Organic Coffee without Caffeine

If you like your cup of Java, but not the jitters, how about organic coffee without caffeine? The health benefits of coffee are largely from the antioxidants so what’s to lose? How do they make decaf organic coffee? And how do you know the entire process is certified?

Indirect versus Direct Methods of Decaffeination

There are two methods for removing caffeine that use solvents. The direct solvent method soaks coffee beans in the solvent and the indirect solvent method beans are soaked in water and the caffeine rich water is treated with a solvent. When you purchase regular decaffeinated coffee it may have made this way. But there is no organic certification for either of these processes.

CO2 Method of Decaffeination

This is a new high tech approach to making decaf coffee. Coffee beans are placed in a very strong stainless steel tank where liquid CO2 (carbon dioxide) is introduced until the pressure in the tank is 1,000 pounds per square inch. The carbon dioxide selectively dissolves caffeine and leaves the other constituents behind. The CO2 is drawn off and allowed to return to a gas form releasing the caffeine which allows the re-liquefied CO2 to be used again and again.

This is a very pricey way to decaffeinate coffee unless done on a huge scale. Thus it gets used for processing of large quantities of ordinary decaf coffee for grocery stores. None of this is certified organic.

Finally, Certified Organic Decaf Coffee

The Swiss water method does not use solvents to decaffeinate coffee. It was invented 80 years ago but required decades for technical improvements to make it cost effective. The company that does this is in Vancouver, B.C. and their process for making decaf organic coffee is certified.

To remove caffeine, coffee beans are soaked in hot water. The water passes through a large-pore activated charcoal filter with pore size such that larger caffeine molecules are trapped and smaller molecules (oils, antioxidants) pass through. The remaining water contains flavor elements but not caffeine. Then the first batch of caffeine-free beans is discarded.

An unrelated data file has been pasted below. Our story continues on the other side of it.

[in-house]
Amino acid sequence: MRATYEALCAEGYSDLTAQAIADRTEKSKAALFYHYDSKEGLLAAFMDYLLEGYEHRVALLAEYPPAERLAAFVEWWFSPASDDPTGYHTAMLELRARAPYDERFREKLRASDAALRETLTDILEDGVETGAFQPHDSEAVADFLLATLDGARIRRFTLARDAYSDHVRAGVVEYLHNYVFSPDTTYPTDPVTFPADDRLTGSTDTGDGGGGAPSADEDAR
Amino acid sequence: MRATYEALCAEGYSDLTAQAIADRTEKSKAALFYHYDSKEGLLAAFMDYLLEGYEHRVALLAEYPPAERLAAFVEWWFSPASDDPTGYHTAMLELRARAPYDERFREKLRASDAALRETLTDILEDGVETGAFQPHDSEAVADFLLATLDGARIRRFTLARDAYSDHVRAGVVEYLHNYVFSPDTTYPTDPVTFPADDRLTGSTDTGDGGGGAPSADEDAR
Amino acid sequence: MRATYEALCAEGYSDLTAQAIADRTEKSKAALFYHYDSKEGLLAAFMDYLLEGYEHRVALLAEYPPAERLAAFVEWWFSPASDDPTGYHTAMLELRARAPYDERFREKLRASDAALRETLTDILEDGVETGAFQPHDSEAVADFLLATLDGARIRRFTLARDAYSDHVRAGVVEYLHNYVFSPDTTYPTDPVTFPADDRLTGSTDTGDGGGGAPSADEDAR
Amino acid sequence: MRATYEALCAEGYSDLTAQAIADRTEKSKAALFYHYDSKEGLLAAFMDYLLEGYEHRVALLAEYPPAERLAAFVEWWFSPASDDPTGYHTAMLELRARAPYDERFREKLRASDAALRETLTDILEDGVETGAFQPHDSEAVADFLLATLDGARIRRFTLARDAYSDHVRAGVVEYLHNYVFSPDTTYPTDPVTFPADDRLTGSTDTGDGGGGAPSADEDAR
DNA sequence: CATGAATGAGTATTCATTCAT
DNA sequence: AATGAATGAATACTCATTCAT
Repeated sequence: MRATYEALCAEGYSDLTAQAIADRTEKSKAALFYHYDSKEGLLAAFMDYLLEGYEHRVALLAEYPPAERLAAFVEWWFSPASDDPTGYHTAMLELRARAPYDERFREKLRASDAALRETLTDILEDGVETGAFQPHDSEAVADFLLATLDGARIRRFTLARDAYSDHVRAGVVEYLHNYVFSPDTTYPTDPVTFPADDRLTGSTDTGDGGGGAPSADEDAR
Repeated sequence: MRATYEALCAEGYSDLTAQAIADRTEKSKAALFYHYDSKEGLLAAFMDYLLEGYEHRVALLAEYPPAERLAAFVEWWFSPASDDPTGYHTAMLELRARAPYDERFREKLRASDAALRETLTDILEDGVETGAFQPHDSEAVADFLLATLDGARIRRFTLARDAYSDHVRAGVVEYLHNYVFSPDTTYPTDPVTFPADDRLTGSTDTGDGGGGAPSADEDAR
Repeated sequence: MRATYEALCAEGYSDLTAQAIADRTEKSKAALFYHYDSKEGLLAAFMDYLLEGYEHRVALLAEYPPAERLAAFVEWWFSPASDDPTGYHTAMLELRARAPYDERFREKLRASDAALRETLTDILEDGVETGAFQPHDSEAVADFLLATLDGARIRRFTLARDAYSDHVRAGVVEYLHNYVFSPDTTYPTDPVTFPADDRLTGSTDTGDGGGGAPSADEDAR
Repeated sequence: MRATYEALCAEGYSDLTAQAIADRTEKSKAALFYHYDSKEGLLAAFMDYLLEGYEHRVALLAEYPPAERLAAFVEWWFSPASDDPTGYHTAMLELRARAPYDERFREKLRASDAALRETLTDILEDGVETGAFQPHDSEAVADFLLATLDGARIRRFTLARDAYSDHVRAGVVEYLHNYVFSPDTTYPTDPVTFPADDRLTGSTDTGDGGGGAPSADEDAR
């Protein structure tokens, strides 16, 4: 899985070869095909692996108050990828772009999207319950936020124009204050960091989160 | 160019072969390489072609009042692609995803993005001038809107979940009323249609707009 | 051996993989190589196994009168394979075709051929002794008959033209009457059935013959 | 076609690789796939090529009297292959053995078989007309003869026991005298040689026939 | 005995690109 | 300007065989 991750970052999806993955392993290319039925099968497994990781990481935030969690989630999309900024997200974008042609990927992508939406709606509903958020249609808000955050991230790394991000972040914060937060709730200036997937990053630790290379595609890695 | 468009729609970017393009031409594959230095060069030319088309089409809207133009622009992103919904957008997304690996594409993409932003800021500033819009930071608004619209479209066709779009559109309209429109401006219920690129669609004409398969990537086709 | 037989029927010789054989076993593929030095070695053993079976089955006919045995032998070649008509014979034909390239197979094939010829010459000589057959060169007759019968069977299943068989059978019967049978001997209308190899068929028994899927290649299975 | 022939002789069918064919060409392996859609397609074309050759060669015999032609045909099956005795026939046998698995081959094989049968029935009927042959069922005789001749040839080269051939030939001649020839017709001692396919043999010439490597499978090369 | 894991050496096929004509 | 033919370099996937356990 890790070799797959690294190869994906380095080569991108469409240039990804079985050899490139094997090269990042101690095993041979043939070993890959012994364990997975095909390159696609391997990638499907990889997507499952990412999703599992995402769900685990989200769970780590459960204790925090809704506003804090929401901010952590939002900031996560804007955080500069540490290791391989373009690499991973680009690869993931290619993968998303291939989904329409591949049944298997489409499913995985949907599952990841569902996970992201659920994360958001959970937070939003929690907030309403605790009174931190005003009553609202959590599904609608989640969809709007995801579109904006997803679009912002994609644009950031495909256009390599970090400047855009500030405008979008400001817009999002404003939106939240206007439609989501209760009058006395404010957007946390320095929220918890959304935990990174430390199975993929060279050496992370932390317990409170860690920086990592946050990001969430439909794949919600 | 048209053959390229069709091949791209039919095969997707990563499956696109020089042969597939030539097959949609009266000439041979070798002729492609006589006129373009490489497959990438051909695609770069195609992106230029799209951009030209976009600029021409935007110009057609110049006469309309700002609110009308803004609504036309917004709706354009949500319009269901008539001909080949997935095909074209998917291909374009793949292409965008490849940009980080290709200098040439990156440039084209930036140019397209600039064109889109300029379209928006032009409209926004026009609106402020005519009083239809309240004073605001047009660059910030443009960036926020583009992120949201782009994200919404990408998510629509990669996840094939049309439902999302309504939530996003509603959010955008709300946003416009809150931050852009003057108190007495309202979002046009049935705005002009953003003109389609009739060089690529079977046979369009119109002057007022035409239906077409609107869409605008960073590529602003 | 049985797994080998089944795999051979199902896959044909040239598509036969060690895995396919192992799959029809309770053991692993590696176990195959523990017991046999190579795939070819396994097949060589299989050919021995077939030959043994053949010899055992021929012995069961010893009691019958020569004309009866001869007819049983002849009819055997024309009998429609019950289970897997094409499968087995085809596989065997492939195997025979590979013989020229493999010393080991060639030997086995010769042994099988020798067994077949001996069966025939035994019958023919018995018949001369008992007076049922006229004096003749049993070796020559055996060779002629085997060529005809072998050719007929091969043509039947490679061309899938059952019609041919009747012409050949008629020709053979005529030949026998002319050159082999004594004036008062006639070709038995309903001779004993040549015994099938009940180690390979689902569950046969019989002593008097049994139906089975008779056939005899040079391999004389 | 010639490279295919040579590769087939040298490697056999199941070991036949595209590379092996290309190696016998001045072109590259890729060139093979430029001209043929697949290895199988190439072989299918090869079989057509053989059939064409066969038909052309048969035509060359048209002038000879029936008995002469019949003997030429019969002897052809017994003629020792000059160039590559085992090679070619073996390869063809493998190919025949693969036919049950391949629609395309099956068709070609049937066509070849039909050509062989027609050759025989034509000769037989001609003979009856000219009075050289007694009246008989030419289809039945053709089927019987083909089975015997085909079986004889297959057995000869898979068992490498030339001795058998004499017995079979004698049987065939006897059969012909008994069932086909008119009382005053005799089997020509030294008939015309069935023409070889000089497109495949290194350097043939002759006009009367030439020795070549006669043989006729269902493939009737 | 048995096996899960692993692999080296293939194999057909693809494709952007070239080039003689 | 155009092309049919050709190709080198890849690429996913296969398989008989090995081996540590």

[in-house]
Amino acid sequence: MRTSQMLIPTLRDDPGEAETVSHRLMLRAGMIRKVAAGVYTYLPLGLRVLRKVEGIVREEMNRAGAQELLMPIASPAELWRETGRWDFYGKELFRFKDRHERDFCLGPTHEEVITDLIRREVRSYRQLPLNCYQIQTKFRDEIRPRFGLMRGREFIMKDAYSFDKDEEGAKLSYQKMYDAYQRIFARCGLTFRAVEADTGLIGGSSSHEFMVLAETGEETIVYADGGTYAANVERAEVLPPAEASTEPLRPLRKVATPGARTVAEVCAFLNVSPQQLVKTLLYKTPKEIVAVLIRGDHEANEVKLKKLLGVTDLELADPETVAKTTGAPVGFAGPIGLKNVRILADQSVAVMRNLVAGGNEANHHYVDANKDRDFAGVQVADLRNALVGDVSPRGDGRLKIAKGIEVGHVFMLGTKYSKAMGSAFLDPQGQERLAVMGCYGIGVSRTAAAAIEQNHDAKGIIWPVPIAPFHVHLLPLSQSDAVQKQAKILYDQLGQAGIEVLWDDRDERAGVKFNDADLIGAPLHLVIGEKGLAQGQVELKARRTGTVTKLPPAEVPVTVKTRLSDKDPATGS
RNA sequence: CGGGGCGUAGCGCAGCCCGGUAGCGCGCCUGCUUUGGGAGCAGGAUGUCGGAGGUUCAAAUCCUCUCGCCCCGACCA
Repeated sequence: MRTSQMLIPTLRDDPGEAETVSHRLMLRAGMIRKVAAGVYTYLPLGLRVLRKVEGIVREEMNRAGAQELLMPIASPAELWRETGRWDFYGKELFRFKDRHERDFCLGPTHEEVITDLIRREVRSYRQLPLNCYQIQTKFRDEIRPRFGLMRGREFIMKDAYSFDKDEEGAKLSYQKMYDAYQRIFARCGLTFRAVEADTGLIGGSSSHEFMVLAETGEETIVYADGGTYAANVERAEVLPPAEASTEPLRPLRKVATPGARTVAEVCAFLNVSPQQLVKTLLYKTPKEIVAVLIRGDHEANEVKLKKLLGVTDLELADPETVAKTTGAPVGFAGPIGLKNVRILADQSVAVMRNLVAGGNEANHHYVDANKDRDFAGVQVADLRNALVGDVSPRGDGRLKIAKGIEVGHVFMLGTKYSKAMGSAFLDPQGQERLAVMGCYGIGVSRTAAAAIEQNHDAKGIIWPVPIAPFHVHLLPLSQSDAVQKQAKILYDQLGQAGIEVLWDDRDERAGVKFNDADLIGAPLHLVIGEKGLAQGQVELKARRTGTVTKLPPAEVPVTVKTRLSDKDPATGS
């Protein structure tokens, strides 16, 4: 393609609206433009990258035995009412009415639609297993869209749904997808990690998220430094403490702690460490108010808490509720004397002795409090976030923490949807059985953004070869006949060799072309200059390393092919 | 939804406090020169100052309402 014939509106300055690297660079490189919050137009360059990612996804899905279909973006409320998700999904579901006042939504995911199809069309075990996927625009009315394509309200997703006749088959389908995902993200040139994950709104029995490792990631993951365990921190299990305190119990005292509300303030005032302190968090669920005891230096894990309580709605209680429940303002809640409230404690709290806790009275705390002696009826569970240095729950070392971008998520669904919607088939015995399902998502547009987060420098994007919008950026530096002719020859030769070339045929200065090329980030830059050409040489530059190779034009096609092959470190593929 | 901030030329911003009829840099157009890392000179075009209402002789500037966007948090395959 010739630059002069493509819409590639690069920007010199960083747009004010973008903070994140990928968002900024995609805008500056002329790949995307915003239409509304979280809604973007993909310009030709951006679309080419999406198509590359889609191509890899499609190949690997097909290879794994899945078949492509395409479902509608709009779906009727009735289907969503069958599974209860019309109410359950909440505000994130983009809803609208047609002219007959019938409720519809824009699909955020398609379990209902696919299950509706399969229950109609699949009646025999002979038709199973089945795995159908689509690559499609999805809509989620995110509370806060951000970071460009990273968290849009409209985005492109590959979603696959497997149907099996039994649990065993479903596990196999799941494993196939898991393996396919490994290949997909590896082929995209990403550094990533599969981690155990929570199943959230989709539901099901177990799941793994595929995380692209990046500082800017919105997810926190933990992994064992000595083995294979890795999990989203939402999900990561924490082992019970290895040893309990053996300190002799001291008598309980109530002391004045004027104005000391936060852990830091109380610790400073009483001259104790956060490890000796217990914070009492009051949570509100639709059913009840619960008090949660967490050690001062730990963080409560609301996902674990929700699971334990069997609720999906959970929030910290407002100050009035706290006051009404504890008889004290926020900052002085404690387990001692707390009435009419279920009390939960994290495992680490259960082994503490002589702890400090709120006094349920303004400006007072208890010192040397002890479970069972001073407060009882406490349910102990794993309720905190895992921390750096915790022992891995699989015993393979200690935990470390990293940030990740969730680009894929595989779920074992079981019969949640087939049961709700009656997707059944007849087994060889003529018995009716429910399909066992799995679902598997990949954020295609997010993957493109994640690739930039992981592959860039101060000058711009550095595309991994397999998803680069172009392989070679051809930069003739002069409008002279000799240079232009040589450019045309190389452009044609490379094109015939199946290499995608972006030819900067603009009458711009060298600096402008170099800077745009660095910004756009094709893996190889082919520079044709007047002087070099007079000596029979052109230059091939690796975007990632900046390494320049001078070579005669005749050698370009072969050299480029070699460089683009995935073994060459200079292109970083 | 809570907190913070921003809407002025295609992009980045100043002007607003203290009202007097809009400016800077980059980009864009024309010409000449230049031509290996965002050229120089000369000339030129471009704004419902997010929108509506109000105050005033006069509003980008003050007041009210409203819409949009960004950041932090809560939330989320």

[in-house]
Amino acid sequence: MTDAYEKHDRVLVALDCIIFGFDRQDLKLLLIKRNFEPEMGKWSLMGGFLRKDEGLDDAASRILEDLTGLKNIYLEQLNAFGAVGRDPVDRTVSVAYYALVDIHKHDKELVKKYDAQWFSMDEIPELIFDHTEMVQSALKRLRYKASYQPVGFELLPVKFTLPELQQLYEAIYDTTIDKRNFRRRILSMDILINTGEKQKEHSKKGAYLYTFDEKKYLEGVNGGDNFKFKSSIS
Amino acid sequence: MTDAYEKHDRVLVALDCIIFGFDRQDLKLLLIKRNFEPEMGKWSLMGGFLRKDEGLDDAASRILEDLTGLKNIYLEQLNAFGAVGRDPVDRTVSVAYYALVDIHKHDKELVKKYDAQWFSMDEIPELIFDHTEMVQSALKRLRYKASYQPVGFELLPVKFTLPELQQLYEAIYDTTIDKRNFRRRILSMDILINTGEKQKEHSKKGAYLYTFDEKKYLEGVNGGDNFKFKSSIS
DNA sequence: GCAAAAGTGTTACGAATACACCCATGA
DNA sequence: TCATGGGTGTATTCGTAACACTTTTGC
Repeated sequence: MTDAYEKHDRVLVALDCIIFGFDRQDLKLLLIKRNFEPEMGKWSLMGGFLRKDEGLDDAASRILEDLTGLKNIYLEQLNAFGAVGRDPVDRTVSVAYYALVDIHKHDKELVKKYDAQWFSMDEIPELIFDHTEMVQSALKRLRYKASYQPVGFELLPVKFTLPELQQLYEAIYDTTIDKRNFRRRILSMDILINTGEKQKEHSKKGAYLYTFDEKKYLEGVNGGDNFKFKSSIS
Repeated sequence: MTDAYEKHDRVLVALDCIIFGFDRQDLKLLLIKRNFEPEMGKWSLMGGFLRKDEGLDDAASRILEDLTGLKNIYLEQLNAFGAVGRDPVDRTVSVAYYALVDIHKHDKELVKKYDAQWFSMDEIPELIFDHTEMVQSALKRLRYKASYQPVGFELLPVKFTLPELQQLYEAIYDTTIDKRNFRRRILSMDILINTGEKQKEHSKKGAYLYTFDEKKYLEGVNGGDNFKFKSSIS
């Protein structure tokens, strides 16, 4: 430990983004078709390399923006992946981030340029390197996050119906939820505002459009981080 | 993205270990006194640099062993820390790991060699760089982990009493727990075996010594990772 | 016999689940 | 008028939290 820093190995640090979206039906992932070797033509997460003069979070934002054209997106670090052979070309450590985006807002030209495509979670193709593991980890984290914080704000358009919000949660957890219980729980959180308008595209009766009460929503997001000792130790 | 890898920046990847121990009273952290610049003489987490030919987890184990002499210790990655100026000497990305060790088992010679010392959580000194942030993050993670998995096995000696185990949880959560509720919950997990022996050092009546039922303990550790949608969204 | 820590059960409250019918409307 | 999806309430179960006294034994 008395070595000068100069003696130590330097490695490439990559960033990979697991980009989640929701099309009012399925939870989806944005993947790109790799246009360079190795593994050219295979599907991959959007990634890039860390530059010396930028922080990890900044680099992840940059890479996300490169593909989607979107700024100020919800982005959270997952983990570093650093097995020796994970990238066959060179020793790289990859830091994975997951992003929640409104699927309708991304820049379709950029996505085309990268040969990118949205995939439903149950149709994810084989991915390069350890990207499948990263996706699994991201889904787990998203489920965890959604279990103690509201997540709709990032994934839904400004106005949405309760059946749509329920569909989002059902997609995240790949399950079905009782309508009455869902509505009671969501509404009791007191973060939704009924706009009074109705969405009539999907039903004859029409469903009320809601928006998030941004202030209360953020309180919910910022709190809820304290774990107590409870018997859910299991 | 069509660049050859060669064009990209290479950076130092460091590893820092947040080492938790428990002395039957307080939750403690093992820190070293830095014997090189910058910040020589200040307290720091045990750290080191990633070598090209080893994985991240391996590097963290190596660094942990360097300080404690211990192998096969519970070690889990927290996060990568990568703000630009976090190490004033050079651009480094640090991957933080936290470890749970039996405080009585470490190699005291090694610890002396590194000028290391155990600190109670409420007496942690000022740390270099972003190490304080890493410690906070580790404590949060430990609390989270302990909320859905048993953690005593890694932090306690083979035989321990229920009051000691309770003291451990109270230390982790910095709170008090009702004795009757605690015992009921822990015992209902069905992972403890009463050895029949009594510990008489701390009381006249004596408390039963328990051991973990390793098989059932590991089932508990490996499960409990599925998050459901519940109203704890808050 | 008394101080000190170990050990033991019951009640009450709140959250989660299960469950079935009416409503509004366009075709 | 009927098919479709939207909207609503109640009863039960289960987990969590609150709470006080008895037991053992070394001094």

Now new beans are soaked in the new flavorful but caffeine free water. Osmosis causes caffeine to leech out of the beans because of the difference in coffee concentration between bean and water. The flavor elements, antioxidants, etc. remain in the bean because there is not concentration difference between bean and water.

All batches are tested to guarantee that their coffee is 99.5% caffeine free. And decaf coffee made this way is always labeled as Swiss Water decaf.

There are lots of great organic coffees and there are decaf organic coffees made without processes as well. The question is if you are going to the trouble and expense of buying decaf organic coffee shouldn’t you be looking for a certified organic process for the last step. Remember that organic certification should include every step from the coffee farmer to you. If a coffee roaster or decaf maker uses the same equipment for both regular and decaf or stores in the same bins without cleaning in between you have broken the organic coffee certification chain. Our advice is to look for the Swiss water label if you are looking for organic coffee without caffeine.

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